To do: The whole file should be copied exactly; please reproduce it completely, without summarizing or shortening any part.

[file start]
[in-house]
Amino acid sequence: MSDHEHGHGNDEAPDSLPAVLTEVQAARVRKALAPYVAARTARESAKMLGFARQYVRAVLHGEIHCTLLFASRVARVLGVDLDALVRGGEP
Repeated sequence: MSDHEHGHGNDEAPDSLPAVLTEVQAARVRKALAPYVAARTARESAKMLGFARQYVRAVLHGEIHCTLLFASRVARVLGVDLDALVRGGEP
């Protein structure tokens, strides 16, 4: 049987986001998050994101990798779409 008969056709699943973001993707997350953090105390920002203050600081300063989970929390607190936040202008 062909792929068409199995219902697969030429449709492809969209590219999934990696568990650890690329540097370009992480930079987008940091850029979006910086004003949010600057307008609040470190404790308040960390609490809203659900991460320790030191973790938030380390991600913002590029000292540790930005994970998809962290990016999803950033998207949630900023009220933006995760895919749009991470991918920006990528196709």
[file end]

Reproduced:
[in-house]
Amino acid sequence: MSDHEHGHGNDEAPDSLPAVLTEVQAARVRKALAPYVAARTARESAKMLGFARQYVRAVLHGEIHCTLLFASRVARVLGVDLDALVRGGEP
Repeated sequence: MSDHEHGHGNDEAPDSLPAVLTEVQAARVRKALAPYVAARTARESAKMLGFARQYVRAVLHGEIHCTLLFASRVARVLGVDLDALVRGGEP
């Protein structure tokens, strides 16, 4: 049987986001998050994101990798779409 008969056709699943973001993707997350953090105390920002203050600081300063989970929390607190936040202008 062909792929068409199995219902697969030429449709492809969209590219999934990696568990650890690329540097370009992480930079987008940091850029979006910086004003949010600057307008609040470190404790308040960390609490809203659900991460320790030191973790938030380390991600913002590029000292540790930005994970998809962290990016999803950033998207949630900023009220933006995760895919749009991470991918920006990528196709």